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    Effects of JAK and PKA inhibitors on SOCS-3 mRNA levels. Control cells treated with medium alone are indicated as (C). Experiments were conducted in triplicate, and the means of three independent experiments are shown. Statistical analyses were performed using one-way ANOVA, followed by post hoc tests. *P<0.05 (compared with control (C)).+P<0.05 (compared with forskolin (Fsk)). (A) Effects of JAK inhibitor I on IL-6-stimulated SOCS-3 mRNA levels. Cells were pre-incubated for 30 min with medium containing 1 μM JAK inhibitor I (JAK I) or vehicle, and then incubated for 6 h with medium containing 100 ng/ml IL-6 or vehicle. (B) Effects of H89 on forskolin-stimulated SOCS-3 mRNA levels. Cells were pre-incubated for 30 min with medium containing 1 μM H89 or vehicle, and then incubated for 2 h with medium containing 10 μM forskolin (Fsk) or vehicle.

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    Effects of forskolin or IL-6 on CREB or STAT3 phosphorylation in 4B cells. Independent experiments were repeated three times, and a representative blot is shown. (A) Time-dependent changes in IL-6-induced STAT3 phosphorylation. Cells were incubated with medium containing 100 ng/ml IL-6 for the durations shown. (B) Time-dependent changes in forskolin-induced CREB phosphorylation. Cells were incubated with medium containing 10 μM forskolin for the durations shown. (C) Effects of JAK inhibitor I on IL-6-stimulated STAT3 phosphorylation. Cells were pre-incubated for 30 min with medium containing 1 μM JAK inhibitor I (JAK I) or vehicle, and then incubated for 15 min with medium containing 100 ng/ml IL-6 or vehicle. (D) Effects of H89 on forskolin-stimulated CREB phosphorylation. Cells were pre-incubated for 30 min with medium containing 1 μM H89 or vehicle, and then incubated for 15 min with medium containing 10 μM forskolin (Fsk) or vehicle.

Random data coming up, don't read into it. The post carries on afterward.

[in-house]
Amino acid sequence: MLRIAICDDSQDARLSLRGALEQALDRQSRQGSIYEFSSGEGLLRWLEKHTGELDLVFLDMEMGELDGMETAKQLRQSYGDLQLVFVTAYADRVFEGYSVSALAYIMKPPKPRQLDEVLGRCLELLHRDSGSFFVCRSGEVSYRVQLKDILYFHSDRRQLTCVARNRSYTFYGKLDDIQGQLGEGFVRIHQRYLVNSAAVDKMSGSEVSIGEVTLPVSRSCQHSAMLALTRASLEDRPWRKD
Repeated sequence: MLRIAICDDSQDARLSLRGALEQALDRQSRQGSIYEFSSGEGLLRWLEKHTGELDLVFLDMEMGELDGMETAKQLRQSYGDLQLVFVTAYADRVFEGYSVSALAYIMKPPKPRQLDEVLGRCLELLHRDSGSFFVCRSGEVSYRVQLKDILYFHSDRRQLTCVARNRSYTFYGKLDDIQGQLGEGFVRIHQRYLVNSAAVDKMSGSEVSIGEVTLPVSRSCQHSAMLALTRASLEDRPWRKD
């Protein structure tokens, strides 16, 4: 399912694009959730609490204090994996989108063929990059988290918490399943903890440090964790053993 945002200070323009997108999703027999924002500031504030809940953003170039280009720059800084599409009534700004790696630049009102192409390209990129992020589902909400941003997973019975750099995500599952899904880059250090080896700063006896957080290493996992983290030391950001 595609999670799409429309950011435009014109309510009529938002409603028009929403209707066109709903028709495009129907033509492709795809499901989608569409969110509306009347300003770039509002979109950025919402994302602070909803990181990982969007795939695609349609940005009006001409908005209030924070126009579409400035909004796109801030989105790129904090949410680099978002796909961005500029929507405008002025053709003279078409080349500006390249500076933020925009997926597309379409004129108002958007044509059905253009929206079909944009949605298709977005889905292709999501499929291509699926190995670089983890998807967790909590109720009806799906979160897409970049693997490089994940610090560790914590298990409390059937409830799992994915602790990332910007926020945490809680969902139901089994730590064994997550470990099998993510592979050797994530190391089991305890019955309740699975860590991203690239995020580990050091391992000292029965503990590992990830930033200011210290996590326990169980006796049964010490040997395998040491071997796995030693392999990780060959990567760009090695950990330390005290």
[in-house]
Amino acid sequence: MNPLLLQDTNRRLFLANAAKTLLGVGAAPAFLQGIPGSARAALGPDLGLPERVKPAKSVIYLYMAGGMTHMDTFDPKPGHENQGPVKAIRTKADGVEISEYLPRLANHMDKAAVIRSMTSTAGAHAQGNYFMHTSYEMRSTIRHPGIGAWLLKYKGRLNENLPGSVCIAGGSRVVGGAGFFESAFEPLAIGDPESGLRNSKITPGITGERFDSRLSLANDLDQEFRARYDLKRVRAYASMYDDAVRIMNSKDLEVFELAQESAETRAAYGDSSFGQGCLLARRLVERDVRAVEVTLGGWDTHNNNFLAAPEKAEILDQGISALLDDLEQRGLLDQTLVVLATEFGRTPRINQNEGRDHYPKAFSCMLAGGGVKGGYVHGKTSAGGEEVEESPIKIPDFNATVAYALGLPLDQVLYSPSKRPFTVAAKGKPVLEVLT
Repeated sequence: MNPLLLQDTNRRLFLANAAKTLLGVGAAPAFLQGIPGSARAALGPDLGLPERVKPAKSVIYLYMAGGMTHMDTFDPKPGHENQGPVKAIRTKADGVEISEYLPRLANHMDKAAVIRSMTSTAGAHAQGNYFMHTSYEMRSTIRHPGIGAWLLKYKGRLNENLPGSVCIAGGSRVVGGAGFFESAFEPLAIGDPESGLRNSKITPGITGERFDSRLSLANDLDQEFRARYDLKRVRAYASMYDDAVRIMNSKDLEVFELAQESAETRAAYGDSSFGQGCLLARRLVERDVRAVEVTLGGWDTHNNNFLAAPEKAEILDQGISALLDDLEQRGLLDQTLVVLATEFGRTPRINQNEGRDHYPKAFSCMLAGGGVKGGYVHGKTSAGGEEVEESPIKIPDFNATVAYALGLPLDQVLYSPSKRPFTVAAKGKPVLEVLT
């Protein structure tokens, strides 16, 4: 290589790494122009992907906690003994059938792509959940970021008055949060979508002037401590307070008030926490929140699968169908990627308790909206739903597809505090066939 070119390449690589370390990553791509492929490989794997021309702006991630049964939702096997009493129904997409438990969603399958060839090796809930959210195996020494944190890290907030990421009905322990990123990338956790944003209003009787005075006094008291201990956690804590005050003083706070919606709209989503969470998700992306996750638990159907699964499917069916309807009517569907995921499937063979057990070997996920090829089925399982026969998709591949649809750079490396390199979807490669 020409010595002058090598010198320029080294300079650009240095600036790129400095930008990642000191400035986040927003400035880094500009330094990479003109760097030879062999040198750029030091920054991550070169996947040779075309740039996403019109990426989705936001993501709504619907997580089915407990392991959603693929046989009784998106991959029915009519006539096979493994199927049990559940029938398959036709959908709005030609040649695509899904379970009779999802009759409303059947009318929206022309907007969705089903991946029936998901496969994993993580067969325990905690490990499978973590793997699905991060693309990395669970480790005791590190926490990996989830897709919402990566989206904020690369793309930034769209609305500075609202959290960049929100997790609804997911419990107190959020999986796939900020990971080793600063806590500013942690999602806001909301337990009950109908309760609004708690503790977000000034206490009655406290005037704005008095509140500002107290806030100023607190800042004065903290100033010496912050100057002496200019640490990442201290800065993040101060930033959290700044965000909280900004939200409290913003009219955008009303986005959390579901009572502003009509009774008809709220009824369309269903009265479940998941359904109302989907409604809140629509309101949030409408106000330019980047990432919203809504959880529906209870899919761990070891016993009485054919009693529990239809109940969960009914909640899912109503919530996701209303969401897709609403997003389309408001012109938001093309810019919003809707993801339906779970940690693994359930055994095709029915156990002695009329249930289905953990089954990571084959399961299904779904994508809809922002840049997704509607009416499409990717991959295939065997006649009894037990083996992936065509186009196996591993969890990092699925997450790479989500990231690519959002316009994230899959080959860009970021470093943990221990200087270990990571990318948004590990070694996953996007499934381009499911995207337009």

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    Effects of IL-6 on SOCS-3 5′-promoter activity in 4B cells. Cells transfected with a full-length (SOCS-3–2757luc) or shorter (SOCS-3–159luc or SOCS-3–107luc) promoter constructs were incubated with medium containing 100 ng/ml IL-6 for the durations shown. Experiments were conducted in triplicate, and the means of three independent experiments are shown. Statistical analyses were performed using two-way ANOVA, followed by post hoc tests. *P<0.05 (compared with SOCS-3–107luc).

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    Effects of SOCS-3 on the regulation of CRF gene in 4B cells. Experiments were conducted in triplicate, and the means of three independent experiments are shown. Statistical analyses were performed using unpaired t-test. *P<0.05 (compared with control (siControl)). The 4B cells, seeded into 12-well plates at a density of 2×104 cells/well, were incubated for 24 h in 1 ml of culture medium containing siRNA for either control (siControl) or SOCS (siSOCS). (A–C) Effects of SOCS-3 on the regulation of CRF 5′-promoter activity. After transfection, the cells were re-transfected with a CRF-promoter construct, and then incubated with vehicle (A), 10 μM forskolin (Fsk) for 2 h (B), or 100 ng/ml IL-6 for 24 h (C). (D and E) Effects of SOCS-3 on the regulation of CRF mRNA levels. The cells were incubated with vehicle (D), 10 μM forskolin (Fsk) for 2 h (E), or 100 ng/ml IL-6 for 24 h (F).

  • AgarwalAHalvorsonLMLegradiG2005Pituitary adenylate cyclase-activating polypeptide (PACAP) mimics neuroendocrine and behavioral manifestations of stress: evidence for PKA-mediated expression of the corticotropin-releasing hormone (CRH) gene. Brain Research. Molecular Brain Research1384557.

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  • AuernhammerCJBousquetCMelmedS1999Autoregulation of pituitary corticotroph SOCS-3 expression: characterization of the murine SOCS-3 promoter. PNAS9669646969.

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    • Export Citation